Nicholas constantly sets himself the challenge to seek a greater simplicity in his work. In the process he reaches out to every man, communicating across cultural, religious and social boundaries. Today he lives on his farm Ruwa just outside Harare.

In 1989 Nicholas Mukomberanwa received the award of distinction in the Zimbabwe Heritage Exhibition at the National Gallery in Zimbabwe.

His work is represented in, amongst others, the Museum of Modern Art in New York, Field Museum, Chicago, Museum of mankind (British Museum) London, National Gallery of Botswana, Chapungu Village Sculpture Garden and permanent collections inside and outside Zimbabwe.

Solo Exhibitions:
African Influence Gallery, Boston Massachusetts.
The Gallery Shona Sculpture, Chapungu Village, Harare
Gallery 10, London
PG Gallery, National Gallery of Zimbabwe, Commonwealth Centre London.
Goodman Gallery Johannesburg.

Title: My Vison
Size: 49 cm high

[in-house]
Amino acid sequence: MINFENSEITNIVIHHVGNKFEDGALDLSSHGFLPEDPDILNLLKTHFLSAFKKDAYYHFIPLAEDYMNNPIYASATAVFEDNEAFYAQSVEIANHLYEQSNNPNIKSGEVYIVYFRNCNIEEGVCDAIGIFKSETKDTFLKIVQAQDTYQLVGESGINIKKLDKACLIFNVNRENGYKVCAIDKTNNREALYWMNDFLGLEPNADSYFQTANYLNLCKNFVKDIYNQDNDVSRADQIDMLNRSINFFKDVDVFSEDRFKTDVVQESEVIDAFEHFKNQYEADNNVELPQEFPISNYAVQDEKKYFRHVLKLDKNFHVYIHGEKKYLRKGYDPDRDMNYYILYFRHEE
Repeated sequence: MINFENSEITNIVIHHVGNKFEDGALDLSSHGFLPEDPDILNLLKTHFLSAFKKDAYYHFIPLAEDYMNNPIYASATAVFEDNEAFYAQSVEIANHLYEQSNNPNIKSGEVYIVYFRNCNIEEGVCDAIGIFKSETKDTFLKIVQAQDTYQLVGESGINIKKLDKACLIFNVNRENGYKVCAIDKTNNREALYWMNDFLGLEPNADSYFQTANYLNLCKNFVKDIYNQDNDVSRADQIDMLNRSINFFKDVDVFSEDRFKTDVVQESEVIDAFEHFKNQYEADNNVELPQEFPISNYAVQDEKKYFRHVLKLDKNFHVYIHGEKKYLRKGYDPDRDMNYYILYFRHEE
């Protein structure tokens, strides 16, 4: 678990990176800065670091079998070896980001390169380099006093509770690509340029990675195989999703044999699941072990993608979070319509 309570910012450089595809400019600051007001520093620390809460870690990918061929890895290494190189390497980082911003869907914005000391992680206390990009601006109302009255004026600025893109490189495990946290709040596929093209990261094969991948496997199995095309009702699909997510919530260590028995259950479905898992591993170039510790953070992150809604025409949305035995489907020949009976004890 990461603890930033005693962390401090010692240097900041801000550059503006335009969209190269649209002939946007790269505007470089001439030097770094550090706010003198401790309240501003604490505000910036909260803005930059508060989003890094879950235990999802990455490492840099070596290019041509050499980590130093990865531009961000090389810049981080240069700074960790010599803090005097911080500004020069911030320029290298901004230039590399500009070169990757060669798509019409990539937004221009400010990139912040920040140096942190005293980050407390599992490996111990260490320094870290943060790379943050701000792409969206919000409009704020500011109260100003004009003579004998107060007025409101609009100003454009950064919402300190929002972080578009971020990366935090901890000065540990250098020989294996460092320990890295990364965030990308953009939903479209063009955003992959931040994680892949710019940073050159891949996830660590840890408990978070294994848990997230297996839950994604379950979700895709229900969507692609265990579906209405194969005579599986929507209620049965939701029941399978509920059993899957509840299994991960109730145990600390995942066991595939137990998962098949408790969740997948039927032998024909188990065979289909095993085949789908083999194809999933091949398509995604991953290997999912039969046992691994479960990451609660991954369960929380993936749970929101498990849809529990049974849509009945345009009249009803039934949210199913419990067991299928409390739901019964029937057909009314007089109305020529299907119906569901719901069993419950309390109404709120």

Media: Stone
Price: R 30 000




Laurence was encouraged by his father to qualify for a career beside that of becoming a stone sculptor. As a pilot he flies tourists over the Victoria Falls!

Laurence owes much to his father's example. Having been exposed to a stone carving all his life, the medium comes very naturally to him. However, even with the strong paternal influence, Laurence has found his on style of carving which differs from his father's. He carves masks and heads adorned with emblematic relief motifs in African idiom. These he finishes with great attention to the surface, polishing his work meticulously. His work echoes references to the futurist -Boccioni and the cubist- Picasso. He also uses flat intersecting planes in contrast with fluid contours. Laurence's subject matter deals with contrasts and opposites. He is concerned with the disparity of power between poverty and wealth.

Participated in the group exhibition “Encompass” at the Cape Gallery